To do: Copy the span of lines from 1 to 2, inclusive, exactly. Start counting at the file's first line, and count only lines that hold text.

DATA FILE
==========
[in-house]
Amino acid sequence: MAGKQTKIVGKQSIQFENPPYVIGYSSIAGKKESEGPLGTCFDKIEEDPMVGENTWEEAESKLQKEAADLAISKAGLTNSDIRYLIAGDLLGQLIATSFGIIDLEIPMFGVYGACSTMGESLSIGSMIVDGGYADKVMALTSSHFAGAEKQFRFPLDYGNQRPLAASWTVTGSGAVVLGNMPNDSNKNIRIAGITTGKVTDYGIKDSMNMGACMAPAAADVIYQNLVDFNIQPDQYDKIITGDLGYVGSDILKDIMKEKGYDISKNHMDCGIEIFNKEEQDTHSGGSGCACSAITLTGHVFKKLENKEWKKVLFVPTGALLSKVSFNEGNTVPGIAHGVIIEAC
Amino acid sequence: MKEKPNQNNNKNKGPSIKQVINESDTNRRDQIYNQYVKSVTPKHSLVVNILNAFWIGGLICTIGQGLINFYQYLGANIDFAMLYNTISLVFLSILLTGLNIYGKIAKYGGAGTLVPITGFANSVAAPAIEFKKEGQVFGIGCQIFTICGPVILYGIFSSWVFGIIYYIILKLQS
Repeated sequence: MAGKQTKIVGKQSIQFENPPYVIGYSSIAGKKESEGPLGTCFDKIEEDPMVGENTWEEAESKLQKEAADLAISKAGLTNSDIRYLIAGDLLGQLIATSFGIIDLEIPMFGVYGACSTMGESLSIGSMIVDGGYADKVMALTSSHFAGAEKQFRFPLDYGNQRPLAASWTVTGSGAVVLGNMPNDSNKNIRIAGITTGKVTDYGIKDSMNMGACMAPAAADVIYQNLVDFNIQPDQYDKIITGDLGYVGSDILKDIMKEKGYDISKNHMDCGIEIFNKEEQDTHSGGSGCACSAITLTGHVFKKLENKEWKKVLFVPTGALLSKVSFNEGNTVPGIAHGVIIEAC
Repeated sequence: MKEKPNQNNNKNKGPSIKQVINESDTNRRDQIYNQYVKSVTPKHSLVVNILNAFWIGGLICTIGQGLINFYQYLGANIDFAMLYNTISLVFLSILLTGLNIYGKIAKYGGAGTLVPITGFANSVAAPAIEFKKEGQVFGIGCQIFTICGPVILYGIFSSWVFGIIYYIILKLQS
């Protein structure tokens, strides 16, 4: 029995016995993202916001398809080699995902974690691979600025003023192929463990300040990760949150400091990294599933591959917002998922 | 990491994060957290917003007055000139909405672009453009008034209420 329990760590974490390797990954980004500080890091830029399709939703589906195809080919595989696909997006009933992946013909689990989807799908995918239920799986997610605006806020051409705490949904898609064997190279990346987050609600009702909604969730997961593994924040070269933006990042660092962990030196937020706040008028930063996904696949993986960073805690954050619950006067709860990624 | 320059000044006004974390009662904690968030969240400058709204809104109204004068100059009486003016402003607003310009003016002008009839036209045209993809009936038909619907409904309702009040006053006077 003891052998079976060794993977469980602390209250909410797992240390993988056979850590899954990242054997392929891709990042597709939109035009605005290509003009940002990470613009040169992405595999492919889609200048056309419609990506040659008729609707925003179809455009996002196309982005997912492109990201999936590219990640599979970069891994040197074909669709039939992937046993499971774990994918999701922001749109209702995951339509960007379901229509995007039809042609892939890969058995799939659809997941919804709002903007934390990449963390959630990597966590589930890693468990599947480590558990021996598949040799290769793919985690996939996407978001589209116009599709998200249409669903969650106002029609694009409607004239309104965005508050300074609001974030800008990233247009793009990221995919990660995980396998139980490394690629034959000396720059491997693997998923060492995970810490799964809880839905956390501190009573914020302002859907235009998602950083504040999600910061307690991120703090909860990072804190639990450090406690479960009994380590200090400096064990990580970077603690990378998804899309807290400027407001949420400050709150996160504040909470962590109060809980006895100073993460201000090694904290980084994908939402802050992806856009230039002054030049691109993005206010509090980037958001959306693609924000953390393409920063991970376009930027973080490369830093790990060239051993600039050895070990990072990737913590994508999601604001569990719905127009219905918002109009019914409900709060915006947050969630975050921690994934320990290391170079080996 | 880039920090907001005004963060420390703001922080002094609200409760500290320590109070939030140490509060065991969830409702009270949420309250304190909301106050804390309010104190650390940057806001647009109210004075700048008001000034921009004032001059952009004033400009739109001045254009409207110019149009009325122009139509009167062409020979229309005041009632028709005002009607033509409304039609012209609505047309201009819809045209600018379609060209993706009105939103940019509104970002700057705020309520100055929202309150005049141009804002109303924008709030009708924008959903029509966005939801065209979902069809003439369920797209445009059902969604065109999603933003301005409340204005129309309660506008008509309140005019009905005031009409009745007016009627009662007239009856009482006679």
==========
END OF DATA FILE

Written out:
[in-house]
Amino acid sequence: MAGKQTKIVGKQSIQFENPPYVIGYSSIAGKKESEGPLGTCFDKIEEDPMVGENTWEEAESKLQKEAADLAISKAGLTNSDIRYLIAGDLLGQLIATSFGIIDLEIPMFGVYGACSTMGESLSIGSMIVDGGYADKVMALTSSHFAGAEKQFRFPLDYGNQRPLAASWTVTGSGAVVLGNMPNDSNKNIRIAGITTGKVTDYGIKDSMNMGACMAPAAADVIYQNLVDFNIQPDQYDKIITGDLGYVGSDILKDIMKEKGYDISKNHMDCGIEIFNKEEQDTHSGGSGCACSAITLTGHVFKKLENKEWKKVLFVPTGALLSKVSFNEGNTVPGIAHGVIIEAC